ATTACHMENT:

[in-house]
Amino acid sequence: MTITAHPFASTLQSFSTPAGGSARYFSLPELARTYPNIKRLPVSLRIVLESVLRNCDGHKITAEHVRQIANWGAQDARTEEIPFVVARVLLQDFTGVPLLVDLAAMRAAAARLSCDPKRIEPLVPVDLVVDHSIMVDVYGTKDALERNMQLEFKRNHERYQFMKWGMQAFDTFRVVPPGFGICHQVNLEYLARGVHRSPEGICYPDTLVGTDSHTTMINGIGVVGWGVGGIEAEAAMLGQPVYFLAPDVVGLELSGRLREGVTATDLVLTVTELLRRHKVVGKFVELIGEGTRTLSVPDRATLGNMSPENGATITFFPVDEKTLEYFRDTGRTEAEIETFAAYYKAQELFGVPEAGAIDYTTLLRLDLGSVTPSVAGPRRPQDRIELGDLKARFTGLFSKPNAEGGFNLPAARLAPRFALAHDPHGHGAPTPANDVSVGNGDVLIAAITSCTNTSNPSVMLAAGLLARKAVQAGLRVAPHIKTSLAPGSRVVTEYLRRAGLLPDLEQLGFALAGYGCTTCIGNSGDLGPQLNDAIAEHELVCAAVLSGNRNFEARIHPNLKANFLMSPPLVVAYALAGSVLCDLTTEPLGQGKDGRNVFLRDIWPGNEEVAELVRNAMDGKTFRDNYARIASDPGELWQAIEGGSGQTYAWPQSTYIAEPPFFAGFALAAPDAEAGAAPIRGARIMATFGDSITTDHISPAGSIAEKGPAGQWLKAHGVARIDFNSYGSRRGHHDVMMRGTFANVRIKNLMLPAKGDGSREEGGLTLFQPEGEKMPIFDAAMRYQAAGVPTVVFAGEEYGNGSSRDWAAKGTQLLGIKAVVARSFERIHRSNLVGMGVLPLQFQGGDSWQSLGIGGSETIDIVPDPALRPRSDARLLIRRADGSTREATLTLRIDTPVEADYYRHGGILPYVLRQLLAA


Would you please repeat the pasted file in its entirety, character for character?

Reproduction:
[in-house]
Amino acid sequence: MTITAHPFASTLQSFSTPAGGSARYFSLPELARTYPNIKRLPVSLRIVLESVLRNCDGHKITAEHVRQIANWGAQDARTEEIPFVVARVLLQDFTGVPLLVDLAAMRAAAARLSCDPKRIEPLVPVDLVVDHSIMVDVYGTKDALERNMQLEFKRNHERYQFMKWGMQAFDTFRVVPPGFGICHQVNLEYLARGVHRSPEGICYPDTLVGTDSHTTMINGIGVVGWGVGGIEAEAAMLGQPVYFLAPDVVGLELSGRLREGVTATDLVLTVTELLRRHKVVGKFVELIGEGTRTLSVPDRATLGNMSPENGATITFFPVDEKTLEYFRDTGRTEAEIETFAAYYKAQELFGVPEAGAIDYTTLLRLDLGSVTPSVAGPRRPQDRIELGDLKARFTGLFSKPNAEGGFNLPAARLAPRFALAHDPHGHGAPTPANDVSVGNGDVLIAAITSCTNTSNPSVMLAAGLLARKAVQAGLRVAPHIKTSLAPGSRVVTEYLRRAGLLPDLEQLGFALAGYGCTTCIGNSGDLGPQLNDAIAEHELVCAAVLSGNRNFEARIHPNLKANFLMSPPLVVAYALAGSVLCDLTTEPLGQGKDGRNVFLRDIWPGNEEVAELVRNAMDGKTFRDNYARIASDPGELWQAIEGGSGQTYAWPQSTYIAEPPFFAGFALAAPDAEAGAAPIRGARIMATFGDSITTDHISPAGSIAEKGPAGQWLKAHGVARIDFNSYGSRRGHHDVMMRGTFANVRIKNLMLPAKGDGSREEGGLTLFQPEGEKMPIFDAAMRYQAAGVPTVVFAGEEYGNGSSRDWAAKGTQLLGIKAVVARSFERIHRSNLVGMGVLPLQFQGGDSWQSLGIGGSETIDIVPDPALRPRSDARLLIRRADGSTREATLTLRIDTPVEADYYRHGGILPYVLRQLLAA